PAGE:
Bahamas on track, but ‘slow spending faster’

• Santander: ‘Decelerate’ to hit $575m deficit

• But hails ‘remarkable recovery’ for tourism

• ‘Huge credibility boost’, warns of ‘slow fix’


Tribune Business Editor


The Bahamas must produce “a faster slowdown on spending” to ensure it hits the revised $575.4m full-year deficit target and other key fiscal goals, a major international financial services group is urging.

Santander’s US capital markets unit, in a March 10 research note on The Bahamas to its institutional investor clients, warned that “spending needs to slow” in what was otherwise a relatively upbeat assessment on the country’s “remarkable recovery” in tourism and year-over-year improvement in government revenues as the economy emerged from COVID’s ravages.

However, it said the $124.7m revenue increase for the 2022-2023 fiscal year’s first half “has not been sufficient to compensate” for a 26 percent year-over-year increase in total government spending during the three months to end-December 2022. During this period, Santander said the total deficit had increased by 75.2 percent year-over-year - from $145m in the 2021 calendar year’s fourth quarter to $254m in 2022.

“There is no immediate threat to the full year 2022-2023 fiscal targets on still six months remaining, and the July to December 2022 deficit of $281m at 49 percent of the full-year budgeted deficit of $564m,” Santander said in its Bahamas investor note, headlined ‘The revenues are robust but spending needs to slow’.

“However, the current pace of spending is not sustainable and there isn’t much flexibility against any shocks or budget seasonality. The next few months of data needs to reaffirm a faster slowdown on spending to reassure full-year Budget compliance. The medium-term fiscal projections rely upon higher trend revenues. However, the fiscal year 2022-2023 adjustment depends on lower spending.” The half-year revenue increase has largely been consumed by higher spending.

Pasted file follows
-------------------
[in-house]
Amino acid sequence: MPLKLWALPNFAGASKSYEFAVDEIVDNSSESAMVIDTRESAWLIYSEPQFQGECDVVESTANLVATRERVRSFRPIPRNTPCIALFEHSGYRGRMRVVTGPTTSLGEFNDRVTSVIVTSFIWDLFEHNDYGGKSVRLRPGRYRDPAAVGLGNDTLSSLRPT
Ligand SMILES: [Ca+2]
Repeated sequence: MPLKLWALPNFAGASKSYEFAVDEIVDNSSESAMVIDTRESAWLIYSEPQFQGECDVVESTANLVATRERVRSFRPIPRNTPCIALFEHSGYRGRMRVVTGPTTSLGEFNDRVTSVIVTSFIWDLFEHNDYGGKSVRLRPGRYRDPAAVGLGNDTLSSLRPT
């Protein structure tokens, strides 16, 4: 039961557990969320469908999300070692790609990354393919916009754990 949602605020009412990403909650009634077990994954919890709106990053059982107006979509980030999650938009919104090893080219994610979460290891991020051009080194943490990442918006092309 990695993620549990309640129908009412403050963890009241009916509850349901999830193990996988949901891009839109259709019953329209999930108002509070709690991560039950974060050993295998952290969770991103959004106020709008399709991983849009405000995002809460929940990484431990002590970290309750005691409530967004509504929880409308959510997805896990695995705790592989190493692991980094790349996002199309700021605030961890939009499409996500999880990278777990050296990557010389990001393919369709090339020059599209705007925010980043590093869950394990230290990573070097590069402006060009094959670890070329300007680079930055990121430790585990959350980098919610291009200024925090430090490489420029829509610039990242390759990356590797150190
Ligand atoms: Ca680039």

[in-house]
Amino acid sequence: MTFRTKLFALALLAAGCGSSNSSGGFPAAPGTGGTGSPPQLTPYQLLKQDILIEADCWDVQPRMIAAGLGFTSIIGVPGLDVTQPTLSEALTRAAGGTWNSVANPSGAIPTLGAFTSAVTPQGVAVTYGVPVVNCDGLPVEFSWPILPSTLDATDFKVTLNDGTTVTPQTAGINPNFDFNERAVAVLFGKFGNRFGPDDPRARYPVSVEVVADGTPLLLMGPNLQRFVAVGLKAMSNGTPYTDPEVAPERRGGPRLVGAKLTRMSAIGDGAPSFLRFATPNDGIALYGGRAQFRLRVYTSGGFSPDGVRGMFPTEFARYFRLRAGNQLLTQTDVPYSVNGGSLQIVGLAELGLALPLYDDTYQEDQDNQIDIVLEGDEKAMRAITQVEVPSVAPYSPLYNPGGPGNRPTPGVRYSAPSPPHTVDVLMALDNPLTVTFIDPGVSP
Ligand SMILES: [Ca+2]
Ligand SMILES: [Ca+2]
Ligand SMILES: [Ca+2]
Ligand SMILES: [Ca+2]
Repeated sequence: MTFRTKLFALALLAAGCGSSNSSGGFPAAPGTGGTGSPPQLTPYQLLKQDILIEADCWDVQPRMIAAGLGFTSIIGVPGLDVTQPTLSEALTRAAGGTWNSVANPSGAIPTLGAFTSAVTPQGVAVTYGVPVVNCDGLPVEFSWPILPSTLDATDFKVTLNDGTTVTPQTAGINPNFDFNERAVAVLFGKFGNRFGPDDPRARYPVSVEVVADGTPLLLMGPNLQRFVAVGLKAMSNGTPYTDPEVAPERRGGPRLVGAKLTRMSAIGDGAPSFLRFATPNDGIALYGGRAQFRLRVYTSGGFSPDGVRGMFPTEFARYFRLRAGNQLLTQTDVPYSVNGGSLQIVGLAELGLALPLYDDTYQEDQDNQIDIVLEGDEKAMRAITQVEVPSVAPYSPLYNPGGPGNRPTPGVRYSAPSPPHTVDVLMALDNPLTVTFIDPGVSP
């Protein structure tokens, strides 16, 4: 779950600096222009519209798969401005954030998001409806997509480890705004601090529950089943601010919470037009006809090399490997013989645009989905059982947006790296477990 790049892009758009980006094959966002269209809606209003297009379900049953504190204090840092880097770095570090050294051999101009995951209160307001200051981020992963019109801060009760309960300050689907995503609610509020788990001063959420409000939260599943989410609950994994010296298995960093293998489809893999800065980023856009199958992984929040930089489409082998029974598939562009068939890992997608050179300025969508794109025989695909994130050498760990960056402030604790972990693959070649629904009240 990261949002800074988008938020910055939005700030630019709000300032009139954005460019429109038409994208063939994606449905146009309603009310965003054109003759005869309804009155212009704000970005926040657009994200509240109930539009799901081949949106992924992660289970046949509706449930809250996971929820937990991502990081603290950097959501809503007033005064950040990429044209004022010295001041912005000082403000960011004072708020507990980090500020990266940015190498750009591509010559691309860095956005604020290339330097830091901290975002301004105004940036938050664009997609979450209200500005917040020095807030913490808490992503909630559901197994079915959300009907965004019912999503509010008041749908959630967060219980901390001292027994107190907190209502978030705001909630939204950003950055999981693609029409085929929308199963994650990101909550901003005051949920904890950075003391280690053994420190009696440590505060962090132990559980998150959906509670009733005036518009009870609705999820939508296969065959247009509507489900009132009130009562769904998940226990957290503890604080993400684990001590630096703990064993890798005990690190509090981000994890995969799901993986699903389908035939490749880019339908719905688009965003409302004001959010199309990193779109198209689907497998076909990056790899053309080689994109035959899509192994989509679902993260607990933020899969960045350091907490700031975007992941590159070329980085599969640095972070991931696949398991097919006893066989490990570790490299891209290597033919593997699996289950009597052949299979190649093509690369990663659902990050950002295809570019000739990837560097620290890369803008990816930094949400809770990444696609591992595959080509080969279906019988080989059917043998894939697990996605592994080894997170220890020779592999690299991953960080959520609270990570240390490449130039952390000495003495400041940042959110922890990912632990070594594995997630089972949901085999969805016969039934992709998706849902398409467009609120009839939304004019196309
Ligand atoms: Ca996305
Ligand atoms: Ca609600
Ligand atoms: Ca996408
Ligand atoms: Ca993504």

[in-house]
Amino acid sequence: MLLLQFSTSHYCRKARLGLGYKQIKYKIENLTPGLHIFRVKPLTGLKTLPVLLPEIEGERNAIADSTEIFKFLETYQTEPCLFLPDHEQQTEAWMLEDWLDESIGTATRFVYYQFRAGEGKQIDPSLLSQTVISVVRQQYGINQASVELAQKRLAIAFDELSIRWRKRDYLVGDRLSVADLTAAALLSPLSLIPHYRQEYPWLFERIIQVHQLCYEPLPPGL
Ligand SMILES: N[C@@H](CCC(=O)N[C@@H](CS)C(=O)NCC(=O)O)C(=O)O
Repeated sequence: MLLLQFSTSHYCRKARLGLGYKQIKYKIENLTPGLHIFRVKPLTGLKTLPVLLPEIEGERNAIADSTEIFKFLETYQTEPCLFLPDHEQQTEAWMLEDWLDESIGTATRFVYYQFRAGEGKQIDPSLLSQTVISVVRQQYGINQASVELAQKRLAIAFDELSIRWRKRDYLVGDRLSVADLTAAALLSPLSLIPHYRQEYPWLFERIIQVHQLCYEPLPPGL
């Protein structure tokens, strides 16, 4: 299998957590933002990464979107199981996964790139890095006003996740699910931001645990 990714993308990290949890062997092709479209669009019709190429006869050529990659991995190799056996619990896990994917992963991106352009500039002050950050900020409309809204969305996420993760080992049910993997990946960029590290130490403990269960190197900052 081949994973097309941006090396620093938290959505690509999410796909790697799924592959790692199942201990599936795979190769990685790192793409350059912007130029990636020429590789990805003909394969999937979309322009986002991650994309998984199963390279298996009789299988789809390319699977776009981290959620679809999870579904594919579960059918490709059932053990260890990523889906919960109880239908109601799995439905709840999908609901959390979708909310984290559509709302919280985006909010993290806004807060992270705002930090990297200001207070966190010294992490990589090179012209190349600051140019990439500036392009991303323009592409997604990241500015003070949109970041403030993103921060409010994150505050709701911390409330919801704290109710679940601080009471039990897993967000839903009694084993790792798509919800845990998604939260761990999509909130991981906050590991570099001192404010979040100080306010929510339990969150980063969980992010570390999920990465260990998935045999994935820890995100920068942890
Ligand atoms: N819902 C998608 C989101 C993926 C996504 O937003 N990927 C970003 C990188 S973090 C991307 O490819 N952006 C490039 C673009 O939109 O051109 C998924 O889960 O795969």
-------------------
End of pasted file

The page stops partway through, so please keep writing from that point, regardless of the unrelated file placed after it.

Simon Wilson, the Ministry of Finance’s financial secretary, told Tribune Business that the Davis administration has no worries over its level of recurrent spending or ability to hit the year-end deficit target and other vital fiscal indicators.

“There’s no concern over recurrent expenditure,” he emphasised. “Recurrent expenditure as a percentage of GDP has gone down by 1 percentage point.” Recurrent spending, which largely covers the Government’s fixed costs such as salaries, rents and personal emoluments, has reduced from 12.6 percent of gross domestic product (GDP) to 11.6 percent during the 2022-2023 fiscal year’s first half, Mr Wilson added.

The reduction, though, has largely been driven by the increase in economic output or GDP as the economy reflates post-COVID. Total spending during the 2022-2023 fiscal year’s first half rose by $119.3m year-over-year, including a $105.3m increase in recurrent expenditure, even though the Government has been able to sharply reduce social assistance and business/unemployment support related to COVID-19 as the pandemic and associated restrictions ease.

Michael Halkitis, minister of economic affairs, during his mid-year Budget debate contribution in the Senate last Thursday, argued that there was often a tendency to view government spending - and any increases in it - solely as an extra cost despite the fact these monies were often spent with Bahamian businesses and thereby increased economic activity.

Dissecting the recurrent spending increase to $1.417bn for the six months to end-December 2022, he said $42.4m of the $105.3m jump came from a “higher public service wage bill” sparked by staff increases, salary adjustments, industrial agreements with the likes of the nurses and teachers, the minimum wage rise and increments and promotions.

This $42.4m “went directly into the pockets of workers”, the minister added. There was also a $24.1m increase in government spending on goods and services, and a $41.1m jump in the Government’s interest payments on its debt to $280m. “In an environment of rising interest rates, we see interest payments rising and still the necessity for the Government to borrow money,” Mr Halkitis said. “Unfortunately the debt remains at elevated levels, so we have to spend more money.”

He added, though, that reducing or cutting public spending too drastically - especially the civil service wage bill, and expenditure on goods and services - could have negative consequences for a small economy such as The Bahamas where the Government accounts for a significant percentage of economic activity.

“The majority of that is being spent with Bahamian businesses, putting money into the economy,” Mr Halkitis said. “We shouldn’t always look at spending as how much something costs, as a negative, because you’re spending within the economy.”